More significant, I think, is the team’s general lack of experience at this sort of racing. They’ve closed that gap a lot relative to the other teams, but there’s still a gap.

Ultimately, I think responsibility for the team’s failure to do better must be laid at the feet of skipper Sam Davies. Just as I felt skipper Chris Nicholson of Vestas Wind got off without being held properly accountable for the error that put that team on the reef, SCA’s skipper bears ultimate responsibility. She has to. That’s just how it works. She’s the final backstop, with a non-delegable duty to manage the overall operation of the boat. If they slow down relative to the other boats sometime around their third week at sea (which has happened on every leg), it’s up to Sam to figure out why and fix it. That it keeps happening makes it her fault, by definition.

I think what’s going on is that under the pressure of being at sea for that long, there’s an inevitable tendency to ease up and go into “cruising mode”. The skipper needs to counteract that by keeping up the pressure on the crew. But for Sam that’s doubly hard to do, because 1) her own previous racing experience has mostly been single-handed, where the emphasis is on conserving energy and not pushing too hard, and 2) her personality makes her an upbeat consensus-builder who tries to put a positive spin on every setback.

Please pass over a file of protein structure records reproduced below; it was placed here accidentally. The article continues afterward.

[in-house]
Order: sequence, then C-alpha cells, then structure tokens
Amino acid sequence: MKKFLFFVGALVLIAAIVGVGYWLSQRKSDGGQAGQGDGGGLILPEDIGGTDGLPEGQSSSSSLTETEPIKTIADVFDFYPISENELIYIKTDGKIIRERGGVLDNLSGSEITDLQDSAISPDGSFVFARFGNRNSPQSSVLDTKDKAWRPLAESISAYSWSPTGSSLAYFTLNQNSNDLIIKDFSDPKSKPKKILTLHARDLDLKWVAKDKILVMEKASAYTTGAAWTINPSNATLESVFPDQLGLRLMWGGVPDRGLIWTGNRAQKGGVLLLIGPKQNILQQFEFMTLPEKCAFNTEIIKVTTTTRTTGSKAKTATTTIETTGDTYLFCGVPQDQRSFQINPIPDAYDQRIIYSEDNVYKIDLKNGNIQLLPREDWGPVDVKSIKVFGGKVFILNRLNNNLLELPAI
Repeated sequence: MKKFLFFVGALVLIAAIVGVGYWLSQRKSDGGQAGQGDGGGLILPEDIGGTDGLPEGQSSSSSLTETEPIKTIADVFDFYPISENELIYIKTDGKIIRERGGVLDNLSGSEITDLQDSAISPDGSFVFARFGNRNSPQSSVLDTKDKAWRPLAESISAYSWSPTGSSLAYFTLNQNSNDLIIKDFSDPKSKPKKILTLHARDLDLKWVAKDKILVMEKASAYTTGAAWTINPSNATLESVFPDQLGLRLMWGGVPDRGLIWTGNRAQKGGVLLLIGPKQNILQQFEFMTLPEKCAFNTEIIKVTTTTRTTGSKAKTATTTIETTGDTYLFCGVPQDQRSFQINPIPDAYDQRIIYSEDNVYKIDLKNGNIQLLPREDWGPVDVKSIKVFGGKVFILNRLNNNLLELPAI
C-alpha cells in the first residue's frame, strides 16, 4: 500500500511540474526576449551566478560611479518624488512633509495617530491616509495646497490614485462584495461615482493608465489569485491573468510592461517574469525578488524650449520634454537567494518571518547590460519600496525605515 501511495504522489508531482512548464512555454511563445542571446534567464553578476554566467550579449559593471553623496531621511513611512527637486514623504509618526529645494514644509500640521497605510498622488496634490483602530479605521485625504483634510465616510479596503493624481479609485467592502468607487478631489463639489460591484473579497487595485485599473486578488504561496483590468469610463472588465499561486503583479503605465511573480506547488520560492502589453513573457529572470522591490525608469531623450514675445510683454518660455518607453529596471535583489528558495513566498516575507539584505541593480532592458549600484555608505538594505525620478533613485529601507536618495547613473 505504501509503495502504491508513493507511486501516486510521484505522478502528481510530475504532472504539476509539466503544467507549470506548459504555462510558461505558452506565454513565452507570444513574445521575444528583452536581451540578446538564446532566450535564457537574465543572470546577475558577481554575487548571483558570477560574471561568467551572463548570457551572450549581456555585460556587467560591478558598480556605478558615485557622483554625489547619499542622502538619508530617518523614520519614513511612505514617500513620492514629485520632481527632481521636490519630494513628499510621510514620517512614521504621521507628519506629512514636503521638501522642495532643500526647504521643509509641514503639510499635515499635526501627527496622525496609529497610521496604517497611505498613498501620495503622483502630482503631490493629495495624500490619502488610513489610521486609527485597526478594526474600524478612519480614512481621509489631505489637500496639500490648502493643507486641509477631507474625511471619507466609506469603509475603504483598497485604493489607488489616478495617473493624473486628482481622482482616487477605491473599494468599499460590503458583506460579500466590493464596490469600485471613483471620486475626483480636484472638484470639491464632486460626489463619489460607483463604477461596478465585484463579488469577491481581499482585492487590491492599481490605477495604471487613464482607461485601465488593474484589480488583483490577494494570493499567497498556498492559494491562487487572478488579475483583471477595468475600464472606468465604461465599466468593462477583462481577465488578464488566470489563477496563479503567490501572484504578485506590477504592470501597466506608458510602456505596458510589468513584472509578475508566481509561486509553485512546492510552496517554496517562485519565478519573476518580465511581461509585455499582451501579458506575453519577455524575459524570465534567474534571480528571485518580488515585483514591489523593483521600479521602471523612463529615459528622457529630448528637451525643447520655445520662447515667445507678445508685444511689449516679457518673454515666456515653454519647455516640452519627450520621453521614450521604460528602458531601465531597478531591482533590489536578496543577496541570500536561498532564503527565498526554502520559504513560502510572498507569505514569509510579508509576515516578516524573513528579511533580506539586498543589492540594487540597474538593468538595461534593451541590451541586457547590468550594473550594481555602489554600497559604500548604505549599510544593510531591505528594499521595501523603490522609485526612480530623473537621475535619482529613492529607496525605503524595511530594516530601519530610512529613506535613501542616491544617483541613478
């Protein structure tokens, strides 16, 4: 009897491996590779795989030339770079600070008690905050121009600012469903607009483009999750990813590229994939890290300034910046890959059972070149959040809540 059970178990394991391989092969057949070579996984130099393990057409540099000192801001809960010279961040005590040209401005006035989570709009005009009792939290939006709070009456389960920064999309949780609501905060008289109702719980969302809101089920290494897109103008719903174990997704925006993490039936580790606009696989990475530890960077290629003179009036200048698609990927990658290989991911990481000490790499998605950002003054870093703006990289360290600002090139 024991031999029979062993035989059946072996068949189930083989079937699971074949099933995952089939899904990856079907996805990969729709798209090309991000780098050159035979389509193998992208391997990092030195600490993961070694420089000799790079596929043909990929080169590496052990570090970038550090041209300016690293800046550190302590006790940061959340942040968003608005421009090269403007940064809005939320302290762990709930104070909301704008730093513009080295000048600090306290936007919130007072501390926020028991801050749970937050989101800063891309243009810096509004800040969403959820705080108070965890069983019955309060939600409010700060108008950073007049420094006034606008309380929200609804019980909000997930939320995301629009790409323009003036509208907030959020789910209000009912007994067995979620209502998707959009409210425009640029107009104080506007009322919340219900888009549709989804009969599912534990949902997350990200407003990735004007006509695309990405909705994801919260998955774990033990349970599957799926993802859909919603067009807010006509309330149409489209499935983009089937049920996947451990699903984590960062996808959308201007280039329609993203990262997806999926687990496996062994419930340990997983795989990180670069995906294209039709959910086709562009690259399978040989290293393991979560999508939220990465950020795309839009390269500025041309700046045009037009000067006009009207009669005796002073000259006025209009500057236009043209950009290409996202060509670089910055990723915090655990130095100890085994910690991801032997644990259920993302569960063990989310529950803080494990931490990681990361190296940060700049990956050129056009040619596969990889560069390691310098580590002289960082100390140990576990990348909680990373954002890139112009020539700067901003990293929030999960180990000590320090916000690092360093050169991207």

There have been hints of others on board who have chafed at her tendency to slip into this mode. But they’re not in charge.

Anyway, with the remaining three legs (especially the last two) being the shortest of the race, I think there’s a good chance for the team to get some better finishes before the end. I’m looking forward to seeing if they can do that.

At the front of the fleet, Dongfeng has continued to show their speed. ADOR is right behind them, though. At this point, given the point deficit they picked up when their mast broke on Leg 5, Dongfeng needs ADOR to give them some help by screwing up or having a gear failure in order to put some boats between them. There’s a lot of racing left, but with every mile it looks more and more like ADOR’s race to lose.

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Horace is the best.

Friday, April 24th, 2015

Horace is the best.